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DaveB's picture
Karate in action

My hat is off to this guy. He is clearly very well trained as he keeps his technique pretty well in tact despite the stress of an assault.

What lessons do we think we can learn from this fight?

For myself I see this as proof that we should not dismiss ring craft as being irrelevant to Self defence. Any assault that goes on for more than one or two blows is a fight and ring or not, skills and tactics learned from sparring can come into play if we are good enough to use them.

Michael Hough
Michael Hough's picture

I think the biggest thing we can learn is that when you train for the ring, you"ll fight like you were in the ring. Which, in this case, turned out well.

But when the perp disengaged, why on earth did the guard not step back and draw his weapon? What if the bad guy had pulled one at that point?

I think the guard was looking for a fight, as he was lucky that the other guy was, too.

Zach Zinn
Zach Zinn's picture

I don't hear many (smart) people these days making unqualified dismissals of combat sports or ring sparring.

What I do hear smart  people saying is "you do what you train", and that training is environment specific - which in this case simply turns out to be true, and also in this case worked out in guards favor this time.

This looked like a consensual, uniterupted fight to me, I can't imagine anything BETTER than combat sports and one on one sparring for that.

wayne williams
wayne williams's picture

Looks like the guard was going for the points victory. I would suggest that his job would have been to restrain the guy after the initial assault. He seemed to land some nice shots with knees hands and elbows but didnt put the guy down. Why i ask? Would it be that he trained not to injure but to spar? Nice work but context all wrong for me.

Mark Laderwarg
Mark Laderwarg's picture

Looks like "acting" in action.

I ain't buying it.


michael rosenbaum
michael rosenbaum's picture

Lessons learned?

 All fights don't go to the ground

One punch- one kill is not always true. Especially if your opponent is mad, trained, drugged, or just plain crazy.

Even trained fighters do get hit.

Even untrained fighters can be hard to put down.

Lethal force is not always the solution, even if it is the most effective.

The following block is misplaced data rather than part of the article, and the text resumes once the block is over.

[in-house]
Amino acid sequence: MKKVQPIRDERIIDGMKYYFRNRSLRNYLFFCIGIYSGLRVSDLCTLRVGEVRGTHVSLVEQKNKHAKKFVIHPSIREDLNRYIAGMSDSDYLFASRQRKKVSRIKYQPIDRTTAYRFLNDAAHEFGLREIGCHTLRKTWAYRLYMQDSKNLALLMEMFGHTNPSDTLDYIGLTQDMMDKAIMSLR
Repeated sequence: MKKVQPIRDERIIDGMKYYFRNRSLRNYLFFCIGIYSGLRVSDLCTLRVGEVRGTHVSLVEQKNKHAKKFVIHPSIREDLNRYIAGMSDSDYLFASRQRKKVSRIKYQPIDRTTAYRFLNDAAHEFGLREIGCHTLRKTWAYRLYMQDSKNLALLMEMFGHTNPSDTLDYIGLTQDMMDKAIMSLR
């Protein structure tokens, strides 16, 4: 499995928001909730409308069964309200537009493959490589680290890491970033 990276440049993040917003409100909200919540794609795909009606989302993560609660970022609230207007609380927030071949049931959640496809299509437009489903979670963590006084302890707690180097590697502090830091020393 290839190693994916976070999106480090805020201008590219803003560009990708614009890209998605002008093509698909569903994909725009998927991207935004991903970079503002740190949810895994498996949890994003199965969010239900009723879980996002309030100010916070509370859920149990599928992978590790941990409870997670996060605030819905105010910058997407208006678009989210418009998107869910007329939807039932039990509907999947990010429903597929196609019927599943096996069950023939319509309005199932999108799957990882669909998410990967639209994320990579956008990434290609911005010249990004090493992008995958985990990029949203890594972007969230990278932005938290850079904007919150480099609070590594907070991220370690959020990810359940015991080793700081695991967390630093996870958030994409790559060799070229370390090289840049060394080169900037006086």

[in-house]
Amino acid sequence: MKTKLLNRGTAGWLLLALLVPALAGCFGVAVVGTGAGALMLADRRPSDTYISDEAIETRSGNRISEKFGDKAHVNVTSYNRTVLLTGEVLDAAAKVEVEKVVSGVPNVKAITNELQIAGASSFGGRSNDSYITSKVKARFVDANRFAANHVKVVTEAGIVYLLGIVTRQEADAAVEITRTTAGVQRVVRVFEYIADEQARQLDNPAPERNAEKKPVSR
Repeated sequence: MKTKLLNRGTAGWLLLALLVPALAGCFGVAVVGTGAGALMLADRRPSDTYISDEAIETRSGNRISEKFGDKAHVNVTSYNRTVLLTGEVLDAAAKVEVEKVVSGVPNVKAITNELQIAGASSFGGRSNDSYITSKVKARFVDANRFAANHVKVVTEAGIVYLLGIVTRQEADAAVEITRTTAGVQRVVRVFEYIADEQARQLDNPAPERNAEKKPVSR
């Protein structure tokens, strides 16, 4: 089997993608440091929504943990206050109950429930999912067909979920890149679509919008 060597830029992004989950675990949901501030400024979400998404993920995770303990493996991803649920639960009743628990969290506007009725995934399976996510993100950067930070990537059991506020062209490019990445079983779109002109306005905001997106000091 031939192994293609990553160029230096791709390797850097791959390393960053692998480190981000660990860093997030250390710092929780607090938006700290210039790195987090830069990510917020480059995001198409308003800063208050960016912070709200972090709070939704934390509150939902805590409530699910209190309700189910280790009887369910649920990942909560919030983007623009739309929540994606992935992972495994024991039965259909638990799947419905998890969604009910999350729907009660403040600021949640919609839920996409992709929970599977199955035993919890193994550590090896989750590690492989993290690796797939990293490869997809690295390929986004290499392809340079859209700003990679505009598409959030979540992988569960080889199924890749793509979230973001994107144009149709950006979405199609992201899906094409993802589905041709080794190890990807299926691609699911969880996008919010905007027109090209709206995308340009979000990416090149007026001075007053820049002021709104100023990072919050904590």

Sometimes you don't have time to draw your firearm.

It's easier to coach from the sidelines than to apply said coaching during the fight (something I'm guilty of)

Distance and terrain influence the fight. For instance if one fighter is good at grappling, but has to fight a striker at middle to long range then the grappler will be at a disadvantage, unless they can close the range.

Over all my hat is off to the guy.

diadicic's picture

All I see is that the Guard had either no power or never landed a shot that would have disable the agresser.  No grappling Skills so MMA or street fighting?  I didn't see it.  I may be wrong but I have seen many street fight videos a non of them look this clean.  They always look a lot more chaotic.  This fight looked more like a boxing match with a few kick thrown in.


Mark B
Mark B's picture

Hi all,

A number of things instantly became apparent

1 The fight lasted much longer than was necessary, the guard had several opportunities to end the conflict sooner

2 The guard was working at a range that was comfortable for both individuals, maybe because thats the range he trains for, he possibly would have been better served stepping inside his opponents effective range to deliver his techniques, if you dont train the discomfort of close range, sometimes restricted striking, you probably won't employ that tactic in a live encounter

3 Although the knee strikes looked immpressive they were in fact having little effect, again the distance was a little long but more importantly to deliver low line techniques infight works more efficiently if the subject is held in place on the high line by locating arms/ shoulders, head etc

4 The other guy was employing the stereo type windmill punches, which is why I list the above, feints, footwork and guards are great in the right environment, for me however cover & crashing to gain the inside, control the head to deliver techniques with a higher percentage chance of being accurate, thus, hopefully shortening any conflict works best in this type of environment

5 If I find myself in a potentially violent situation which I can't avoid I dont want to fight, I want to win, the guards methods were a touch honourable and his opponent looked none the worse for wear, which would be a concern

All the best